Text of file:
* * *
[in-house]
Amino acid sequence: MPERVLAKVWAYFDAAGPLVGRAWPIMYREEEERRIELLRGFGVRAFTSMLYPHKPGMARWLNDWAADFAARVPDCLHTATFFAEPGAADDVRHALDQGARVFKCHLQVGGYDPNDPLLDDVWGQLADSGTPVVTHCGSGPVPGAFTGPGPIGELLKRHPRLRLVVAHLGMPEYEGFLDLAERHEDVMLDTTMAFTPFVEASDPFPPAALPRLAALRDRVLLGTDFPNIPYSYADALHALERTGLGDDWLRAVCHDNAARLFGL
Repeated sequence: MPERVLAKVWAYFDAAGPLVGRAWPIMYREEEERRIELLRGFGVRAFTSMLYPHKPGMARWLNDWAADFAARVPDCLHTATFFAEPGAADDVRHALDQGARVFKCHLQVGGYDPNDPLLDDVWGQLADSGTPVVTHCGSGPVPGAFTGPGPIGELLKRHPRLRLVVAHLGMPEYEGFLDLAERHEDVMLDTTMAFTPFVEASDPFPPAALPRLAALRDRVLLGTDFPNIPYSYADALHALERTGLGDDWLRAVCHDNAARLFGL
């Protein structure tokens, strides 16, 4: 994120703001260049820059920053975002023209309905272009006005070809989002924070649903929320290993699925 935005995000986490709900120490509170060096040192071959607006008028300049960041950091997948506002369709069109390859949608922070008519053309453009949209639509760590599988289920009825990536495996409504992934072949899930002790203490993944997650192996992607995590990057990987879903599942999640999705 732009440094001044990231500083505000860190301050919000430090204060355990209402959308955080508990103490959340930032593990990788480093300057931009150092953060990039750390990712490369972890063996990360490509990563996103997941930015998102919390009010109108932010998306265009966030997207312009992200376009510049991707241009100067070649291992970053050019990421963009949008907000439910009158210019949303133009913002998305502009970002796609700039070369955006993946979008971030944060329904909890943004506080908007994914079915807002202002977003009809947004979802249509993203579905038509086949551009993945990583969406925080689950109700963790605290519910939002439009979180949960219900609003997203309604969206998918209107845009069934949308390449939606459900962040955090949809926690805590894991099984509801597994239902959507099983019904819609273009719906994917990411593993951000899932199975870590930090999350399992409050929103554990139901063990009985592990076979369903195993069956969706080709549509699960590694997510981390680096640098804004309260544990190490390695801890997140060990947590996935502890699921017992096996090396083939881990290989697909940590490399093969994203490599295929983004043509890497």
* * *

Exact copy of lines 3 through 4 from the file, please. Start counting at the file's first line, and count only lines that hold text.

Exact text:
Repeated sequence: MPERVLAKVWAYFDAAGPLVGRAWPIMYREEEERRIELLRGFGVRAFTSMLYPHKPGMARWLNDWAADFAARVPDCLHTATFFAEPGAADDVRHALDQGARVFKCHLQVGGYDPNDPLLDDVWGQLADSGTPVVTHCGSGPVPGAFTGPGPIGELLKRHPRLRLVVAHLGMPEYEGFLDLAERHEDVMLDTTMAFTPFVEASDPFPPAALPRLAALRDRVLLGTDFPNIPYSYADALHALERTGLGDDWLRAVCHDNAARLFGL
């Protein structure tokens, strides 16, 4: 994120703001260049820059920053975002023209309905272009006005070809989002924070649903929320290993699925 935005995000986490709900120490509170060096040192071959607006008028300049960041950091997948506002369709069109390859949608922070008519053309453009949209639509760590599988289920009825990536495996409504992934072949899930002790203490993944997650192996992607995590990057990987879903599942999640999705 732009440094001044990231500083505000860190301050919000430090204060355990209402959308955080508990103490959340930032593990990788480093300057931009150092953060990039750390990712490369972890063996990360490509990563996103997941930015998102919390009010109108932010998306265009966030997207312009992200376009510049991707241009100067070649291992970053050019990421963009949008907000439910009158210019949303133009913002998305502009970002796609700039070369955006993946979008971030944060329904909890943004506080908007994914079915807002202002977003009809947004979802249509993203579905038509086949551009993945990583969406925080689950109700963790605290519910939002439009979180949960219900609003997203309604969206998918209107845009069934949308390449939606459900962040955090949809926690805590894991099984509801597994239902959507099983019904819609273009719906994917990411593993951000899932199975870590930090999350399992409050929103554990139901063990009985592990076979369903195993069956969706080709549509699960590694997510981390680096640098804004309260544990190490390695801890997140060990947590996935502890699921017992096996090396083939881990290989697909940590490399093969994203490599295929983004043509890497």